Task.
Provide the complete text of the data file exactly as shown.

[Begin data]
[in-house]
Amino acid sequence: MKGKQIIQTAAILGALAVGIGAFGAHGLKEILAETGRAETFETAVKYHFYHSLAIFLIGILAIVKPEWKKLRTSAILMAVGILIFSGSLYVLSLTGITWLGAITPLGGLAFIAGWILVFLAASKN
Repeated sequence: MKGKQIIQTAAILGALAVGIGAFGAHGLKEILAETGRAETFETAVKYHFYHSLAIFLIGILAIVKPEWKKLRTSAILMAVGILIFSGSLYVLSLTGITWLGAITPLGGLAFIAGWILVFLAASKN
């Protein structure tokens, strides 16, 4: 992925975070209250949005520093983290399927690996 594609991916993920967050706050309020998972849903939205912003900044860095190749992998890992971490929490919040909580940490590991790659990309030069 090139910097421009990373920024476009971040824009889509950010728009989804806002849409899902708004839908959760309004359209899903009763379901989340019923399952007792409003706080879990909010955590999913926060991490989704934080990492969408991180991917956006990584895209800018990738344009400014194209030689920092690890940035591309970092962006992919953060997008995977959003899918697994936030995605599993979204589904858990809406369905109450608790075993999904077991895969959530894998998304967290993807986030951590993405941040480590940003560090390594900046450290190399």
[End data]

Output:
[in-house]
Amino acid sequence: MKGKQIIQTAAILGALAVGIGAFGAHGLKEILAETGRAETFETAVKYHFYHSLAIFLIGILAIVKPEWKKLRTSAILMAVGILIFSGSLYVLSLTGITWLGAITPLGGLAFIAGWILVFLAASKN
Repeated sequence: MKGKQIIQTAAILGALAVGIGAFGAHGLKEILAETGRAETFETAVKYHFYHSLAIFLIGILAIVKPEWKKLRTSAILMAVGILIFSGSLYVLSLTGITWLGAITPLGGLAFIAGWILVFLAASKN
């Protein structure tokens, strides 16, 4: 992925975070209250949005520093983290399927690996 594609991916993920967050706050309020998972849903939205912003900044860095190749992998890992971490929490919040909580940490590991790659990309030069 090139910097421009990373920024476009971040824009889509950010728009989804806002849409899902708004839908959760309004359209899903009763379901989340019923399952007792409003706080879990909010955590999913926060991490989704934080990492969408991180991917956006990584895209800018990738344009400014194209030689920092690890940035591309970092962006992919953060997008995977959003899918697994936030995605599993979204589904858990809406369905109450608790075993999904077991895969959530894998998304967290993807986030951590993405941040480590940003560090390594900046450290190399």